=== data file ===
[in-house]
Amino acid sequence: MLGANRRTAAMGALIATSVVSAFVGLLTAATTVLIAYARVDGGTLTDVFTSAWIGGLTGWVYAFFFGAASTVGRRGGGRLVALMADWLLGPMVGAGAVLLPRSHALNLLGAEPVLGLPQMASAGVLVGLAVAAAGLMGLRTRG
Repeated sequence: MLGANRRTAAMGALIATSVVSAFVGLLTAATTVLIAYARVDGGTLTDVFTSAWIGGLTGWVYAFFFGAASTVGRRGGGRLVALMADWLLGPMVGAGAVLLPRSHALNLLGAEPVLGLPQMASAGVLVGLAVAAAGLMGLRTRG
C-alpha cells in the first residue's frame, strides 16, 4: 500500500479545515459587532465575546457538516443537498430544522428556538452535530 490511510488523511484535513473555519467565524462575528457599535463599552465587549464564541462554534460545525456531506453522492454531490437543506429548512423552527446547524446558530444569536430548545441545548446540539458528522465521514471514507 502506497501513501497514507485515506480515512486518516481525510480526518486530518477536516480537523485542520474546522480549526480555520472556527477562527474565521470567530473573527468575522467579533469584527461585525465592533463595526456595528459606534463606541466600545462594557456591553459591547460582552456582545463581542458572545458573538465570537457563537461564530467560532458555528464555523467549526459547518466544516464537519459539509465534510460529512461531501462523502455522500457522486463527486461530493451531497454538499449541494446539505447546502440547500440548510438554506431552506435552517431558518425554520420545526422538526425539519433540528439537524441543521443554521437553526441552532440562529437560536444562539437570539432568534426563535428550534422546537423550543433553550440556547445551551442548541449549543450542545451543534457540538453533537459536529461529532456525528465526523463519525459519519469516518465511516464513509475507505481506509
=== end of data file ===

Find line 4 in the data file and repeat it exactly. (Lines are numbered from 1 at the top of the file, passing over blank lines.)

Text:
C-alpha cells in the first residue's frame, strides 16, 4: 500500500479545515459587532465575546457538516443537498430544522428556538452535530 490511510488523511484535513473555519467565524462575528457599535463599552465587549464564541462554534460545525456531506453522492454531490437543506429548512423552527446547524446558530444569536430548545441545548446540539458528522465521514471514507 502506497501513501497514507485515506480515512486518516481525510480526518486530518477536516480537523485542520474546522480549526480555520472556527477562527474565521470567530473573527468575522467579533469584527461585525465592533463595526456595528459606534463606541466600545462594557456591553459591547460582552456582545463581542458572545458573538465570537457563537461564530467560532458555528464555523467549526459547518466544516464537519459539509465534510460529512461531501462523502455522500457522486463527486461530493451531497454538499449541494446539505447546502440547500440548510438554506431552506435552517431558518425554520420545526422538526425539519433540528439537524441543521443554521437553526441552532440562529437560536444562539437570539432568534426563535428550534422546537423550543433553550440556547445551551442548541449549543450542545451543534457540538453533537459536529461529532456525528465526523463519525459519519469516518465511516464513509475507505481506509